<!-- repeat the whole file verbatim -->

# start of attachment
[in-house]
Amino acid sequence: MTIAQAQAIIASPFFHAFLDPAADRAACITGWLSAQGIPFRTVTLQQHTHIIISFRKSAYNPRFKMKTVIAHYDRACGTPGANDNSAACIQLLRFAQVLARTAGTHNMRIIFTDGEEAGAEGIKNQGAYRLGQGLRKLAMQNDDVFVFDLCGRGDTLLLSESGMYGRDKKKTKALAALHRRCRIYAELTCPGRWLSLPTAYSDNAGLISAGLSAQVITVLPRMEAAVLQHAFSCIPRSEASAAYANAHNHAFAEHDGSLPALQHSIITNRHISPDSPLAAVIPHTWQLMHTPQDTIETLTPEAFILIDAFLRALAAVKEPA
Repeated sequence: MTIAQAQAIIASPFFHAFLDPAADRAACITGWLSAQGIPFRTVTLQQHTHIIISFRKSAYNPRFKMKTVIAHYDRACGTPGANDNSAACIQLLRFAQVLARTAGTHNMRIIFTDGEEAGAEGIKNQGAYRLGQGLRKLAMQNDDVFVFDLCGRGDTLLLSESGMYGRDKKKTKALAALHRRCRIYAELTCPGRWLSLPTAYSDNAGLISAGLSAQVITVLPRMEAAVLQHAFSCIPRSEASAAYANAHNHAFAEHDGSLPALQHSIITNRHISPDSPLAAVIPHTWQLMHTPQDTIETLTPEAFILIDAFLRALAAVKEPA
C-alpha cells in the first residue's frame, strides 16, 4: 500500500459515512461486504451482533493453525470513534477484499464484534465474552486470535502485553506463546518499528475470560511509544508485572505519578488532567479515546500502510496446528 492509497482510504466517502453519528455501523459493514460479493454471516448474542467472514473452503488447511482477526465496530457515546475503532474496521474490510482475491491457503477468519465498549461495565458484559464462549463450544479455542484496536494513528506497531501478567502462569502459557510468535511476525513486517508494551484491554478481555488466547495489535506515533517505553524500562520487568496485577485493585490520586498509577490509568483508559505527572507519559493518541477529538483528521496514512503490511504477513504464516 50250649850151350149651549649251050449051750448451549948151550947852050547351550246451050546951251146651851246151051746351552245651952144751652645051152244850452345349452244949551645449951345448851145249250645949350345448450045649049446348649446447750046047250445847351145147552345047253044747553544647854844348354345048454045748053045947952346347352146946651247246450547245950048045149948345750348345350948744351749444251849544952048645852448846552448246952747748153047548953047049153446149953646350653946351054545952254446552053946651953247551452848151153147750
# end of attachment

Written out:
[in-house]
Amino acid sequence: MTIAQAQAIIASPFFHAFLDPAADRAACITGWLSAQGIPFRTVTLQQHTHIIISFRKSAYNPRFKMKTVIAHYDRACGTPGANDNSAACIQLLRFAQVLARTAGTHNMRIIFTDGEEAGAEGIKNQGAYRLGQGLRKLAMQNDDVFVFDLCGRGDTLLLSESGMYGRDKKKTKALAALHRRCRIYAELTCPGRWLSLPTAYSDNAGLISAGLSAQVITVLPRMEAAVLQHAFSCIPRSEASAAYANAHNHAFAEHDGSLPALQHSIITNRHISPDSPLAAVIPHTWQLMHTPQDTIETLTPEAFILIDAFLRALAAVKEPA
Repeated sequence: MTIAQAQAIIASPFFHAFLDPAADRAACITGWLSAQGIPFRTVTLQQHTHIIISFRKSAYNPRFKMKTVIAHYDRACGTPGANDNSAACIQLLRFAQVLARTAGTHNMRIIFTDGEEAGAEGIKNQGAYRLGQGLRKLAMQNDDVFVFDLCGRGDTLLLSESGMYGRDKKKTKALAALHRRCRIYAELTCPGRWLSLPTAYSDNAGLISAGLSAQVITVLPRMEAAVLQHAFSCIPRSEASAAYANAHNHAFAEHDGSLPALQHSIITNRHISPDSPLAAVIPHTWQLMHTPQDTIETLTPEAFILIDAFLRALAAVKEPA
C-alpha cells in the first residue's frame, strides 16, 4: 500500500459515512461486504451482533493453525470513534477484499464484534465474552486470535502485553506463546518499528475470560511509544508485572505519578488532567479515546500502510496446528 492509497482510504466517502453519528455501523459493514460479493454471516448474542467472514473452503488447511482477526465496530457515546475503532474496521474490510482475491491457503477468519465498549461495565458484559464462549463450544479455542484496536494513528506497531501478567502462569502459557510468535511476525513486517508494551484491554478481555488466547495489535506515533517505553524500562520487568496485577485493585490520586498509577490509568483508559505527572507519559493518541477529538483528521496514512503490511504477513504464516 50250649850151350149651549649251050449051750448451549948151550947852050547351550246451050546951251146651851246151051746351552245651952144751652645051152244850452345349452244949551645449951345448851145249250645949350345448450045649049446348649446447750046047250445847351145147552345047253044747553544647854844348354345048454045748053045947952346347352146946651247246450547245950048045149948345750348345350948744351749444251849544952048645852448846552448246952747748153047548953047049153446149953646350653946351054545952254446552053946651953247551452848151153147750